Exploring the SSUS as a Teenager by Scott Davis

My fondness for the S.S. UNITED STATES all started with the wonderful and always gracious Frank Braynard. I had literally bought his last copy of “The Big Ship” he had for sale and read it cover to cover in about a day. From that time forward, I was completely hooked. Realizing the ship was mothballed “somewhere around Norfolk”, I contacted Frank, and he gave me the information for then owners U.S. Cruises. I immediately wrote a letter to U.S. Cruises and asked for permission to visit the ship in Newport News. Though at the time I did not know it, my mother had also sent a letter with mine explaining the genuine and vested interest of her teenage son. At this point, you can imagine the excitement when U.S. Cruises responded that I would be allowed to visit the ship. That initial letter still hangs framed and matted on my study wall. Thanks again Mom!

I was 19 during my first visit, and drove about 14 hours from my land locked home in Indiana to reach the ship in Newport News. On that first visit, I was lucky enough to meet and befriend most of the folks that U.S. Cruises had watching over the ship, and especially a wonderful fellow I will simply refer to as Jim. He worked on the ship and was mainly involved in maintaining the electrical and dehumidification systems. Through his kindness, I was able to tour almost every part of the ship from stem to stern, mast top to shaft alley. I am sure I made it to parts of the ship that no private visitor had ventured into in some time. After making the rounds with him and reviewing safety procedures, I was free to wander into anyplace I could manage. I honestly think the only place I never made it was the morgue… which remains the one place onboard that I had no desire to visit.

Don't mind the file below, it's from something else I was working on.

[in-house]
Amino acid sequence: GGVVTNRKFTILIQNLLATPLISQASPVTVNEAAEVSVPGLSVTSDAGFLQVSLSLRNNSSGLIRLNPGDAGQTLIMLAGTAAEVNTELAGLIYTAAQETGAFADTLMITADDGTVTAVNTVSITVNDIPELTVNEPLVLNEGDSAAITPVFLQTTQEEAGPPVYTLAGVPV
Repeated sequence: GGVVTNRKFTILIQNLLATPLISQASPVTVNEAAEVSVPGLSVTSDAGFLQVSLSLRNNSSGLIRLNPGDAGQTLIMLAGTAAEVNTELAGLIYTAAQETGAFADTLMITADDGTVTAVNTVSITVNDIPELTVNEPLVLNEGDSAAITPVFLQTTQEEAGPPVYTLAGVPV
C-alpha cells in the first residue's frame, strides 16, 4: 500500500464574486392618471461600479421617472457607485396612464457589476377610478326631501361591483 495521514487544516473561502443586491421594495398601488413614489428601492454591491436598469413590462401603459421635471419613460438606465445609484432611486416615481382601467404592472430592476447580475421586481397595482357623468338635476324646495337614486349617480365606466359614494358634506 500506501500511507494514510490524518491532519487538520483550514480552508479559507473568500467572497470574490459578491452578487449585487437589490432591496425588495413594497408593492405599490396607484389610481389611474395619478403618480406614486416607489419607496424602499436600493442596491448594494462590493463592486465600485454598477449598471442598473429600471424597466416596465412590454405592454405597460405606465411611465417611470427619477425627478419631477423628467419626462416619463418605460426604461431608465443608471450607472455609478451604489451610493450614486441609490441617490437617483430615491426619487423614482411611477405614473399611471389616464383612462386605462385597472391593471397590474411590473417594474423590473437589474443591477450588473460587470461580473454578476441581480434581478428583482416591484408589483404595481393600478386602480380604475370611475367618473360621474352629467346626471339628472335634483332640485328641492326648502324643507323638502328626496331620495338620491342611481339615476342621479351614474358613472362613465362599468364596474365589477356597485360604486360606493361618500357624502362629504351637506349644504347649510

On those several trips I spent most of my time in the public and cabin areas. Certainly the passing of time, the auction, Navy Seal visits, scavenger and souvenir hunters and taken their toll on the Big U … but there was a lot of evidence of her glorious past. Most of the public rooms had been relieved of their artworks and furnishings, but some pieces remained onboard and were in remarkably good condition. All the public rooms were still carpeted; and many still had their draperies hung at the windows. A lot of the large-built in furniture was also intact. For instance, the ballroom still had the Gilbert carved glass panels, built in sofas, carpet, draperies, table stanchions and miscellaneous chairs. I must say those glass panels were so incredibly beautiful! The First Class theater was also almost completely intact … all the seating remained as did the glittering pom-pomed stage curtains. The Novelty shop adjacent to that room still smelled deeply of perfumes and powders.

My favorite public room on board was the Observation Lounge. This room was pretty empty of all furnishings, but there was still one 3 seat sofa and one 4 person “writing” desk still in the space. The kelly-green carpet and all of the multi-colored blue and green draperies were still in place on my first visit. I was lucky enough to be given a section of drapery panels from this room on my second visit. I’m sure the remaining drapery panels eventually made it to Turkey and the Ukraine. This drapery panel remains one of my most cherished SSUS possessions. Not many dry-cleaning shops can handle cleaning items of this size and weight.